Book Review: Eccentric Prophet

By Matt O’Reilly –

Alister McGrath wrote C.S. Lewis – A Life: Eccentric Genius, Reluctant Prophet for the occasion of the 50th anniversary of Lewis’ death in 1963, and McGrath is just the right man for the job. He makes excellent use of his well-honed skills as an historian to master the primary and secondary literature and produce a thorough account of Lewis’ life and work. McGrath is no second-rate wordsmith himself; his literary ability and engaging style is very impressive.

When the subject is a man like Lewis, you may wonder whether a new biography is warranted. What could be said to advance the discussion by making an original contribution to our knowledge of Lewis’ overly scrutinized life and work? Nevertheless, McGrath makes, for example, a fresh and compelling argument for why he thinks Lewis got the date of his own conversion to Christianity wrong in Surprised by Joy. Interestingly enough, I do find McGrath’s argument very sensible and persuasive.

One of the best features of the book is that it is not only organized into key periods of Lewis’ life, it is also organized around his key works of literature. Lewis was a major author; it only makes sense that his biography should be organized with a view to important writings. This is a real strength of the book. There are sections devoted to many of Lewis’ numerous well-known works such as Mere Christianity, The Problem of Pain, and The Screwtape Letters, to name only a few. If there’s a particular work or works of Lewis in which you are especially interested, you can flip over to those sections and read them in whatever order you please.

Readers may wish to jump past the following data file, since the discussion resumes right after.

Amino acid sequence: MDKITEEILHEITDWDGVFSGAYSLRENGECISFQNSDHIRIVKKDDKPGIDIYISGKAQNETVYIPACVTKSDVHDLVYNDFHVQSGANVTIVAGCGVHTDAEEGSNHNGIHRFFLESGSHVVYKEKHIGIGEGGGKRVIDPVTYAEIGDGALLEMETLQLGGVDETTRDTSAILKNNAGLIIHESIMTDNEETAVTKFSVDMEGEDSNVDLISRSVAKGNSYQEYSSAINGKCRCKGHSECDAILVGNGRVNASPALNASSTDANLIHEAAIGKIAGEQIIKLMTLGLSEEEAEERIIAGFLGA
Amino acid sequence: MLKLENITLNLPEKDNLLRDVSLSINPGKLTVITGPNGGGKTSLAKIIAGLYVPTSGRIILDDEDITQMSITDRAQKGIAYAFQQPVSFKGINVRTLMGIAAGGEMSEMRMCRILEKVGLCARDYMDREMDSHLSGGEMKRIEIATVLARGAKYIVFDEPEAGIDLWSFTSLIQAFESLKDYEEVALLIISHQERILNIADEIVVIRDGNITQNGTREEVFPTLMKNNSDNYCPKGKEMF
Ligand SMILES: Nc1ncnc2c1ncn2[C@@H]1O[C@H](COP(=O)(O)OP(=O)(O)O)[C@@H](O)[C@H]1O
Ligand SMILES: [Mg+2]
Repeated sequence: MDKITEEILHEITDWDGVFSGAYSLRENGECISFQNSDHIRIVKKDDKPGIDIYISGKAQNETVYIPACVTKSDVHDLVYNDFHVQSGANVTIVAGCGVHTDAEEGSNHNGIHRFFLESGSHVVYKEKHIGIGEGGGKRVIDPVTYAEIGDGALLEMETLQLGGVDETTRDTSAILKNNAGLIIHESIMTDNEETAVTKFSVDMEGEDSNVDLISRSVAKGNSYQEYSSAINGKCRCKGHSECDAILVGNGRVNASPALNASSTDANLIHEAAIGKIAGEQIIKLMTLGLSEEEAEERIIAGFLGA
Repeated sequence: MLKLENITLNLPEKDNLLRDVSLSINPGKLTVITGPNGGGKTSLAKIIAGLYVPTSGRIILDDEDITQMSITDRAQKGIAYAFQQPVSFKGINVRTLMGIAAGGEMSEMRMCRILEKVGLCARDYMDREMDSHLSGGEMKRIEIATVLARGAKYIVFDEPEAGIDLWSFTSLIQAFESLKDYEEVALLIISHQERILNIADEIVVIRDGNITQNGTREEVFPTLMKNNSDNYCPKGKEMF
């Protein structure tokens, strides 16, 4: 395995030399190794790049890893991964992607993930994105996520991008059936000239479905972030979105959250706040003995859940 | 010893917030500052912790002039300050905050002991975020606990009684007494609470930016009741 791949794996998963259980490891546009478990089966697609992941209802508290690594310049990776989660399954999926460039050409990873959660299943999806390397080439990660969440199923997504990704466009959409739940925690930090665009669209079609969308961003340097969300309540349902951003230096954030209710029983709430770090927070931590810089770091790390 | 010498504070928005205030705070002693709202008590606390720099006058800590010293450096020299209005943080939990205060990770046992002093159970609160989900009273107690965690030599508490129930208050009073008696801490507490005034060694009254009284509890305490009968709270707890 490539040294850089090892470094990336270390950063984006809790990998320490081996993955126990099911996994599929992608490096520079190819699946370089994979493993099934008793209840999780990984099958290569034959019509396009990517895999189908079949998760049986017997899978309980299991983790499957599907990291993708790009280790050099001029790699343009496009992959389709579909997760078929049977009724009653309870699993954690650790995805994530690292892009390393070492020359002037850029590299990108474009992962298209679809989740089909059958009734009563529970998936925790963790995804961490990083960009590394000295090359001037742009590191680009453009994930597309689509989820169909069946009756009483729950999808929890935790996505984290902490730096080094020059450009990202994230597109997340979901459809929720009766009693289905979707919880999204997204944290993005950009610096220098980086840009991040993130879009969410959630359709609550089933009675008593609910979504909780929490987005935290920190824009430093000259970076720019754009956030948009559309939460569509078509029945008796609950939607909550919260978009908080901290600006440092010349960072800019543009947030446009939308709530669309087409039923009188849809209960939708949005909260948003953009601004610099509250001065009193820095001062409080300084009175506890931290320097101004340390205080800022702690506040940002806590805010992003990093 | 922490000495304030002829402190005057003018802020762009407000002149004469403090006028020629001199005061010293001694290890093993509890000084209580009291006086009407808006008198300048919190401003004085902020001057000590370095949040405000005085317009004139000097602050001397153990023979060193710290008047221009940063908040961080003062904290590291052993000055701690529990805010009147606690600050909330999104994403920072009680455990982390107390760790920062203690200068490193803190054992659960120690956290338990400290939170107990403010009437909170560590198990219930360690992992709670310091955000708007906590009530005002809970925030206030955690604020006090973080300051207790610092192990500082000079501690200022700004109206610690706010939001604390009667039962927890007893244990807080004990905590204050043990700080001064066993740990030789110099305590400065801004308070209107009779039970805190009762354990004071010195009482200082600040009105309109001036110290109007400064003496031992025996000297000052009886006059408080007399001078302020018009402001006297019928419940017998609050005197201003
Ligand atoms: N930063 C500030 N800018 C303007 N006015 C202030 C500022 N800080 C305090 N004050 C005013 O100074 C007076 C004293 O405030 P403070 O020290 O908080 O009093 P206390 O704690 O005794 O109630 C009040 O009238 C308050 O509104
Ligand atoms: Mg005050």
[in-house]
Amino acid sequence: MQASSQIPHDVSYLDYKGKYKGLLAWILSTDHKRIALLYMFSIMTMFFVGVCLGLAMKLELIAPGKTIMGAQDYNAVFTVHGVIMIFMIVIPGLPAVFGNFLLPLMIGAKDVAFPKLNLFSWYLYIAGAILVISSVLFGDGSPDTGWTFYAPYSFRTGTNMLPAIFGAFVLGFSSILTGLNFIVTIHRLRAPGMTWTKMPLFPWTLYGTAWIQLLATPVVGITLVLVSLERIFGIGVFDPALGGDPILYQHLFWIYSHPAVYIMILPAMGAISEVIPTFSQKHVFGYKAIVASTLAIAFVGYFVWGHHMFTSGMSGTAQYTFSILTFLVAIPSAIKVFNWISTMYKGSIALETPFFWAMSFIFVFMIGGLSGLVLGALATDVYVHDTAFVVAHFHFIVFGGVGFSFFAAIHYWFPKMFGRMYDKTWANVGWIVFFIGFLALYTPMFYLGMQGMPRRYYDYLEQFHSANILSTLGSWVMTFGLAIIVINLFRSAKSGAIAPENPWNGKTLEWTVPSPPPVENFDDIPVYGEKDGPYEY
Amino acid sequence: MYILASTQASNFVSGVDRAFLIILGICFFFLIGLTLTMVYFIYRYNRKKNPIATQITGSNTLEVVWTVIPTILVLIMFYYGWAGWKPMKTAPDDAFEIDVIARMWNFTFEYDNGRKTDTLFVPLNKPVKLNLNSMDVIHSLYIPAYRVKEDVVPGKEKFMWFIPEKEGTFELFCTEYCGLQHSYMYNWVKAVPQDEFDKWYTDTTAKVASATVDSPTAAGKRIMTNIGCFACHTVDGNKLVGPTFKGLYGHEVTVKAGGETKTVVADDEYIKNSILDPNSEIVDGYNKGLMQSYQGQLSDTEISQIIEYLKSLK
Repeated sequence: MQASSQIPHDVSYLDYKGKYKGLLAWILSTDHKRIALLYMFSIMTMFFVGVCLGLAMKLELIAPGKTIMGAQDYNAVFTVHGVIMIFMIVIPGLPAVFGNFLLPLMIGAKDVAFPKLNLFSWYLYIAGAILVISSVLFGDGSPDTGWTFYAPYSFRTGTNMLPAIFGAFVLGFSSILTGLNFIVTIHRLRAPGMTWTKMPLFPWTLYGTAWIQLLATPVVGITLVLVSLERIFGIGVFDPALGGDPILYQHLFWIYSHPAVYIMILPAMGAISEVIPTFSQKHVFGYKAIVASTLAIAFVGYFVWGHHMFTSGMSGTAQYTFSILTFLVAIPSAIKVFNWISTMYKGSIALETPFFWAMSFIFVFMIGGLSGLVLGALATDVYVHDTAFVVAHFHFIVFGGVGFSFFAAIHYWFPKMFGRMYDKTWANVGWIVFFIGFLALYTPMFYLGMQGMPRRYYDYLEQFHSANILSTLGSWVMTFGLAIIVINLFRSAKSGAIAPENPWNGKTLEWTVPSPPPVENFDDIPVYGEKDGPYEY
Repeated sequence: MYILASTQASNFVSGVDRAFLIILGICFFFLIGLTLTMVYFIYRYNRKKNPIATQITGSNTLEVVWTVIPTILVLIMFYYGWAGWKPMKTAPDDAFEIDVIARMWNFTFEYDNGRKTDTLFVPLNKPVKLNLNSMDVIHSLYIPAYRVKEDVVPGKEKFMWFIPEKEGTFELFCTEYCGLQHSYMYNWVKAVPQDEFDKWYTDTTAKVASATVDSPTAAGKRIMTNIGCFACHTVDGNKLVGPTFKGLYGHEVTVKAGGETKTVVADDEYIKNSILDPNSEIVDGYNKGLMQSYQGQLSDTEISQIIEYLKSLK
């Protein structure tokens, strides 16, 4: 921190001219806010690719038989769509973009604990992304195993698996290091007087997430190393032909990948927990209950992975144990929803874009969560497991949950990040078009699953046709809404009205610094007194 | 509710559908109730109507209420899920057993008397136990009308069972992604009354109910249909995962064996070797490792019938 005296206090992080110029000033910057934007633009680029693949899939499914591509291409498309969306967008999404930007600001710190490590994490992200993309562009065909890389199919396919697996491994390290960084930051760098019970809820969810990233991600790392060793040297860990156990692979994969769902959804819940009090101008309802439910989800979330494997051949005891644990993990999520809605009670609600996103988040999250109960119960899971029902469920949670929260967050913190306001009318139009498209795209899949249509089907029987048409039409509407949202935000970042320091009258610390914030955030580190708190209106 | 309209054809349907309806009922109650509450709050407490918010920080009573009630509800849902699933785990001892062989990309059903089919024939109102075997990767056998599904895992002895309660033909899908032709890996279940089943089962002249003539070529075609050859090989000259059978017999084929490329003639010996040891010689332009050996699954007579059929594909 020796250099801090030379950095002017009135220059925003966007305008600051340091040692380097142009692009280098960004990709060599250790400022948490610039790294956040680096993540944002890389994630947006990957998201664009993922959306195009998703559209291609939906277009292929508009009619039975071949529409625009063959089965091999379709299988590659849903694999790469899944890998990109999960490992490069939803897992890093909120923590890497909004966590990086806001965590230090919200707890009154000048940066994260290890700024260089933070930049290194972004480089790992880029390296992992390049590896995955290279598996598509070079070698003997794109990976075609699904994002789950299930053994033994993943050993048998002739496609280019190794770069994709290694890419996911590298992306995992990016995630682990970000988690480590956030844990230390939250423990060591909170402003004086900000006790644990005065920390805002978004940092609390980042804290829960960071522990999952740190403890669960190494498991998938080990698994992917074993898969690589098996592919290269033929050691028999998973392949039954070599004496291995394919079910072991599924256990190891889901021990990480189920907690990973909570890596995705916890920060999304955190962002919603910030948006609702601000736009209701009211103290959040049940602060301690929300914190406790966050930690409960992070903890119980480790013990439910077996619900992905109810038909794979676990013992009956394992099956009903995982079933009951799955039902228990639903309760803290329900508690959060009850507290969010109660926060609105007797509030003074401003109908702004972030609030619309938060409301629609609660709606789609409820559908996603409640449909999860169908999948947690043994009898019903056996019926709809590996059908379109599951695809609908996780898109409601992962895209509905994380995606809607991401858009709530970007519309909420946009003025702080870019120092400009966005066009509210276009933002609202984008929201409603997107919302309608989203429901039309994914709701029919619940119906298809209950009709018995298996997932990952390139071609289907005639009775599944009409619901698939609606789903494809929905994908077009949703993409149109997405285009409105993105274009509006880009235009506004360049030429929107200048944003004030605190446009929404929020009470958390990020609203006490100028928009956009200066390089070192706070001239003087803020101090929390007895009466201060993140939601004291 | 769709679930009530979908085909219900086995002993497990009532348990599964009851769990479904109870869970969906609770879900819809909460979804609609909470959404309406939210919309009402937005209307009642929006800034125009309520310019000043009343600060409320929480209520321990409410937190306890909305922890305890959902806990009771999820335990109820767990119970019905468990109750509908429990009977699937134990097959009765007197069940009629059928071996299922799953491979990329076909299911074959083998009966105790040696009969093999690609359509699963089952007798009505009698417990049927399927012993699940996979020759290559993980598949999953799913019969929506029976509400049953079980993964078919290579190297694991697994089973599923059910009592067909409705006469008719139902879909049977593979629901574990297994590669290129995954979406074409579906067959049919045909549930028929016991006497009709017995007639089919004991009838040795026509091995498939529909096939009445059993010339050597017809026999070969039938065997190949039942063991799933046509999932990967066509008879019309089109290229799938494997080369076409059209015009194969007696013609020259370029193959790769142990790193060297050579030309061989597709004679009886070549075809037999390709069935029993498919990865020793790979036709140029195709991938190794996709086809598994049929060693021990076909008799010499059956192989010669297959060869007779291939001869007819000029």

It is very easy to idolize great writers. When you read only the sublime ideas of brilliant thinkers that have been revised, reworked, refined, and rewritten many times before publication, you may begin to think more highly of them than you ought. Lewis is one of those writers. You can read his work and come away wanting to think he can write no wrong, that he is perhaps more than a man. McGrath’s biography is an excellent corrective to such idolizing tendencies.

Lewis was a genius; there’s no doubt. But he was also a real person. He had his struggles and his weaknesses. He was a sinner. He knew it. We should, too. When you read this biography, you will not find the mere Lewis that you encounter in the final published editions of his works. Instead, you will find a complex Lewis, one who sometimes devised elaborate deceptions of family members; you will find a Lewis who was sometimes treated unfairly; who was occasionally frustrated by his students; and who fled from God only to be finally overtaken. You will find a man who was not only exceptionally gifted but rigorously disciplined. You will find one whose gifts and discipline led him to see the big mystery that most of us miss. You will discover how his writings were shaped both by success and failure. You will find a real man, and you will find someone whose life is, for that very reason, inspiring.

This book can’t be recommended highly enough.

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